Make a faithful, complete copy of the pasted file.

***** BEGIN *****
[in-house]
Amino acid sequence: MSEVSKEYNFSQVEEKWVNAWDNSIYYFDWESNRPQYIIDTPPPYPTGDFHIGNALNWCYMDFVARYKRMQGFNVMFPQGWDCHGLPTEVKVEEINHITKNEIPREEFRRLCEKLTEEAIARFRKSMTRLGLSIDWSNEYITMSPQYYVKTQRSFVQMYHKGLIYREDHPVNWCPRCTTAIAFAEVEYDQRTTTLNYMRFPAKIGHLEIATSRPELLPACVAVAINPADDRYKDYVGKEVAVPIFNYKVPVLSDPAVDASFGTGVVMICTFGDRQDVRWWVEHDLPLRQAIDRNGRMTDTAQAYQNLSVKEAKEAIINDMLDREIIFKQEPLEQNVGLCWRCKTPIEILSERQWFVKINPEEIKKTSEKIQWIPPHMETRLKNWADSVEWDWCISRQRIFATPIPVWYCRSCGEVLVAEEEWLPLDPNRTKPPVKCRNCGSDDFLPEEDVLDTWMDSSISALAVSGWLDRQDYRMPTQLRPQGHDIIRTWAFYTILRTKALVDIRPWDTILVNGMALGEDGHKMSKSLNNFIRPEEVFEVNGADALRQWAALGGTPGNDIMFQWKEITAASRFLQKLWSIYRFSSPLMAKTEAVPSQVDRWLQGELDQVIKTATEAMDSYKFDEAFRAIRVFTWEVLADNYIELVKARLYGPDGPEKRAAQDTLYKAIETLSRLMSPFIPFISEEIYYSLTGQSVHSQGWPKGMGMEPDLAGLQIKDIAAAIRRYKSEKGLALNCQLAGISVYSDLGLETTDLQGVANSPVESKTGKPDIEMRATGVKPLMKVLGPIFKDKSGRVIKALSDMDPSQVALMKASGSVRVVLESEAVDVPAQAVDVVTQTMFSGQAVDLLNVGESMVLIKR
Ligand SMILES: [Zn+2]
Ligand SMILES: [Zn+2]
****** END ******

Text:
[in-house]
Amino acid sequence: MSEVSKEYNFSQVEEKWVNAWDNSIYYFDWESNRPQYIIDTPPPYPTGDFHIGNALNWCYMDFVARYKRMQGFNVMFPQGWDCHGLPTEVKVEEINHITKNEIPREEFRRLCEKLTEEAIARFRKSMTRLGLSIDWSNEYITMSPQYYVKTQRSFVQMYHKGLIYREDHPVNWCPRCTTAIAFAEVEYDQRTTTLNYMRFPAKIGHLEIATSRPELLPACVAVAINPADDRYKDYVGKEVAVPIFNYKVPVLSDPAVDASFGTGVVMICTFGDRQDVRWWVEHDLPLRQAIDRNGRMTDTAQAYQNLSVKEAKEAIINDMLDREIIFKQEPLEQNVGLCWRCKTPIEILSERQWFVKINPEEIKKTSEKIQWIPPHMETRLKNWADSVEWDWCISRQRIFATPIPVWYCRSCGEVLVAEEEWLPLDPNRTKPPVKCRNCGSDDFLPEEDVLDTWMDSSISALAVSGWLDRQDYRMPTQLRPQGHDIIRTWAFYTILRTKALVDIRPWDTILVNGMALGEDGHKMSKSLNNFIRPEEVFEVNGADALRQWAALGGTPGNDIMFQWKEITAASRFLQKLWSIYRFSSPLMAKTEAVPSQVDRWLQGELDQVIKTATEAMDSYKFDEAFRAIRVFTWEVLADNYIELVKARLYGPDGPEKRAAQDTLYKAIETLSRLMSPFIPFISEEIYYSLTGQSVHSQGWPKGMGMEPDLAGLQIKDIAAAIRRYKSEKGLALNCQLAGISVYSDLGLETTDLQGVANSPVESKTGKPDIEMRATGVKPLMKVLGPIFKDKSGRVIKALSDMDPSQVALMKASGSVRVVLESEAVDVPAQAVDVVTQTMFSGQAVDLLNVGESMVLIKR
Ligand SMILES: [Zn+2]
Ligand SMILES: [Zn+2]